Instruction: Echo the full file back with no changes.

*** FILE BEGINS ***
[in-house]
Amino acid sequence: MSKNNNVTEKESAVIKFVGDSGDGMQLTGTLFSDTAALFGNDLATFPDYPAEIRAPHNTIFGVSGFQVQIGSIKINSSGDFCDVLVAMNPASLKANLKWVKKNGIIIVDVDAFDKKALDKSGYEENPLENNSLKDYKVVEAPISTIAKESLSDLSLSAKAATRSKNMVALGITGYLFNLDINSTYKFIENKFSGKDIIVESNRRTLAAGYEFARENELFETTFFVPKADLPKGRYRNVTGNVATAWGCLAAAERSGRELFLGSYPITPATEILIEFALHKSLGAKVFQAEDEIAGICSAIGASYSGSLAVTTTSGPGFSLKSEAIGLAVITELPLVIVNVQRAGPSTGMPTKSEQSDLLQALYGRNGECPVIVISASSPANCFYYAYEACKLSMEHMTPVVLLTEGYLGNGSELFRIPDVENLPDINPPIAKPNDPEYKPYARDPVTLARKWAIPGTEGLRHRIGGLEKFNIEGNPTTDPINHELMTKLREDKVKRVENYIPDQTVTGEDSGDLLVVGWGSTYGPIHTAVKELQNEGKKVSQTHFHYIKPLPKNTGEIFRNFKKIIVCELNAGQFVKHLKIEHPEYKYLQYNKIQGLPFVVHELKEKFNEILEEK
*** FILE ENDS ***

[in-house]
Amino acid sequence: MSKNNNVTEKESAVIKFVGDSGDGMQLTGTLFSDTAALFGNDLATFPDYPAEIRAPHNTIFGVSGFQVQIGSIKINSSGDFCDVLVAMNPASLKANLKWVKKNGIIIVDVDAFDKKALDKSGYEENPLENNSLKDYKVVEAPISTIAKESLSDLSLSAKAATRSKNMVALGITGYLFNLDINSTYKFIENKFSGKDIIVESNRRTLAAGYEFARENELFETTFFVPKADLPKGRYRNVTGNVATAWGCLAAAERSGRELFLGSYPITPATEILIEFALHKSLGAKVFQAEDEIAGICSAIGASYSGSLAVTTTSGPGFSLKSEAIGLAVITELPLVIVNVQRAGPSTGMPTKSEQSDLLQALYGRNGECPVIVISASSPANCFYYAYEACKLSMEHMTPVVLLTEGYLGNGSELFRIPDVENLPDINPPIAKPNDPEYKPYARDPVTLARKWAIPGTEGLRHRIGGLEKFNIEGNPTTDPINHELMTKLREDKVKRVENYIPDQTVTGEDSGDLLVVGWGSTYGPIHTAVKELQNEGKKVSQTHFHYIKPLPKNTGEIFRNFKKIIVCELNAGQFVKHLKIEHPEYKYLQYNKIQGLPFVVHELKEKFNEILEEK